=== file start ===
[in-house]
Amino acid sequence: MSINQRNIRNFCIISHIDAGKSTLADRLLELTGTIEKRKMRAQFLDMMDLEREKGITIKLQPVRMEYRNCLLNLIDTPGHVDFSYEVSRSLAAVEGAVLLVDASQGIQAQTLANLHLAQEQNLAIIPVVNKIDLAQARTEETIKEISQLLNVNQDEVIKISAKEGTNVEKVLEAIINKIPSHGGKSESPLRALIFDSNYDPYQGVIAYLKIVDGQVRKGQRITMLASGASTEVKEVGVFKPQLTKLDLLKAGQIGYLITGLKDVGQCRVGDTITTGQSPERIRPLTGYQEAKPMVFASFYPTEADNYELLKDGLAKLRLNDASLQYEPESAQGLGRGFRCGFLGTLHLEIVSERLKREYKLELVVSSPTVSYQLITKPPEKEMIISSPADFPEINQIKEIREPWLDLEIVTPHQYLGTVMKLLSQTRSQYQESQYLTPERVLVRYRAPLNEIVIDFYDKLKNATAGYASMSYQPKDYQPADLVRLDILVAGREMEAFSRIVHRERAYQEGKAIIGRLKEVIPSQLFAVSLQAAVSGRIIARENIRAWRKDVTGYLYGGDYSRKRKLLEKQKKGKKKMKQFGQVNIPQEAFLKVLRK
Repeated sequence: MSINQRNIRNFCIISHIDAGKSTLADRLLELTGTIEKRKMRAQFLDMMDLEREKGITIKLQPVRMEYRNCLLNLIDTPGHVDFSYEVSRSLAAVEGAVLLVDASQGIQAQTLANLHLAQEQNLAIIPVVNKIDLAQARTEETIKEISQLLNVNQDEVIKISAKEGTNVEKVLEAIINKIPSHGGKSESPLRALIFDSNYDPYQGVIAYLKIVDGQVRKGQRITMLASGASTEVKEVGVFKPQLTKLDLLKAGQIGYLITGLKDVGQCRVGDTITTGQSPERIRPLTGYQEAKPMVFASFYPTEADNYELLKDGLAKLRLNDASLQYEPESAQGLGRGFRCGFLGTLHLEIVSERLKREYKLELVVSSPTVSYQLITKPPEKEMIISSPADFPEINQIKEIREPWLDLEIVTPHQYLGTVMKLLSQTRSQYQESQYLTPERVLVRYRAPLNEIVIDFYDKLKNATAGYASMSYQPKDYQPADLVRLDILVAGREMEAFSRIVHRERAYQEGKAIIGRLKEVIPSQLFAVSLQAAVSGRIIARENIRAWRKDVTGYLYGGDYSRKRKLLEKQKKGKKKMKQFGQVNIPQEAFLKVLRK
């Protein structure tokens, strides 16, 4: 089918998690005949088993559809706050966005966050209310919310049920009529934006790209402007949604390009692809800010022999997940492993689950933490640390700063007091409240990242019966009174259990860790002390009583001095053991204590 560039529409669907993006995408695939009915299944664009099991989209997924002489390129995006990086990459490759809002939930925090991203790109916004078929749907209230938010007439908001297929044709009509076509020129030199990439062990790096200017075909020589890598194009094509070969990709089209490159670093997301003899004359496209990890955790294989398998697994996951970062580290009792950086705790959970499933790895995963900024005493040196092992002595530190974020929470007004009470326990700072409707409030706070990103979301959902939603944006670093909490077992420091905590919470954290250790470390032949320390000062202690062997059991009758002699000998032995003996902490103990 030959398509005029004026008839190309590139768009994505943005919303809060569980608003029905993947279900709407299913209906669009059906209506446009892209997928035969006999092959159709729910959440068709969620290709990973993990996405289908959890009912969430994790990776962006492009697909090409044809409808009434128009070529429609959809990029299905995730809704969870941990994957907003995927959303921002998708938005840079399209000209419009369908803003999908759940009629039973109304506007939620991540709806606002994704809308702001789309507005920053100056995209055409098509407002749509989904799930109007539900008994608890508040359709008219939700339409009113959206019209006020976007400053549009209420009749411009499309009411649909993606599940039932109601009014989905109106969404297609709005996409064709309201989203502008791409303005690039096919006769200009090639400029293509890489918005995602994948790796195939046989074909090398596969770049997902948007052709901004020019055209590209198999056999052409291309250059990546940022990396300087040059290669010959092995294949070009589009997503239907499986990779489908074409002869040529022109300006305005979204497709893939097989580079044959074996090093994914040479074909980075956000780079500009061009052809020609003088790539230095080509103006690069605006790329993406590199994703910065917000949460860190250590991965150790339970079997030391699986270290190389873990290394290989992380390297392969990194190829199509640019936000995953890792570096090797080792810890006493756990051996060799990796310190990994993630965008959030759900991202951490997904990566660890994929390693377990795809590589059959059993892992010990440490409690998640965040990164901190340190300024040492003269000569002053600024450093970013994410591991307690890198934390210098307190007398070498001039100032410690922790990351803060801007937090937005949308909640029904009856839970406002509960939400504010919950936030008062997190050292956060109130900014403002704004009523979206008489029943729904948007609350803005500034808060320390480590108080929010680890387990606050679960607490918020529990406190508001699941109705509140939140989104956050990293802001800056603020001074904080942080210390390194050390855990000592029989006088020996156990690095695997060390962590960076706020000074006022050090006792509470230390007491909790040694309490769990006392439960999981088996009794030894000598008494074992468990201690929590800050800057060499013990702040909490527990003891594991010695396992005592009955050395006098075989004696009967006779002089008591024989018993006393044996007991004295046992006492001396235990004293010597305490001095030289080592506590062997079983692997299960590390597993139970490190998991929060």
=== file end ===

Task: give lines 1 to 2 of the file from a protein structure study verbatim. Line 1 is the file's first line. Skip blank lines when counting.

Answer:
[in-house]
Amino acid sequence: MSINQRNIRNFCIISHIDAGKSTLADRLLELTGTIEKRKMRAQFLDMMDLEREKGITIKLQPVRMEYRNCLLNLIDTPGHVDFSYEVSRSLAAVEGAVLLVDASQGIQAQTLANLHLAQEQNLAIIPVVNKIDLAQARTEETIKEISQLLNVNQDEVIKISAKEGTNVEKVLEAIINKIPSHGGKSESPLRALIFDSNYDPYQGVIAYLKIVDGQVRKGQRITMLASGASTEVKEVGVFKPQLTKLDLLKAGQIGYLITGLKDVGQCRVGDTITTGQSPERIRPLTGYQEAKPMVFASFYPTEADNYELLKDGLAKLRLNDASLQYEPESAQGLGRGFRCGFLGTLHLEIVSERLKREYKLELVVSSPTVSYQLITKPPEKEMIISSPADFPEINQIKEIREPWLDLEIVTPHQYLGTVMKLLSQTRSQYQESQYLTPERVLVRYRAPLNEIVIDFYDKLKNATAGYASMSYQPKDYQPADLVRLDILVAGREMEAFSRIVHRERAYQEGKAIIGRLKEVIPSQLFAVSLQAAVSGRIIARENIRAWRKDVTGYLYGGDYSRKRKLLEKQKKGKKKMKQFGQVNIPQEAFLKVLRK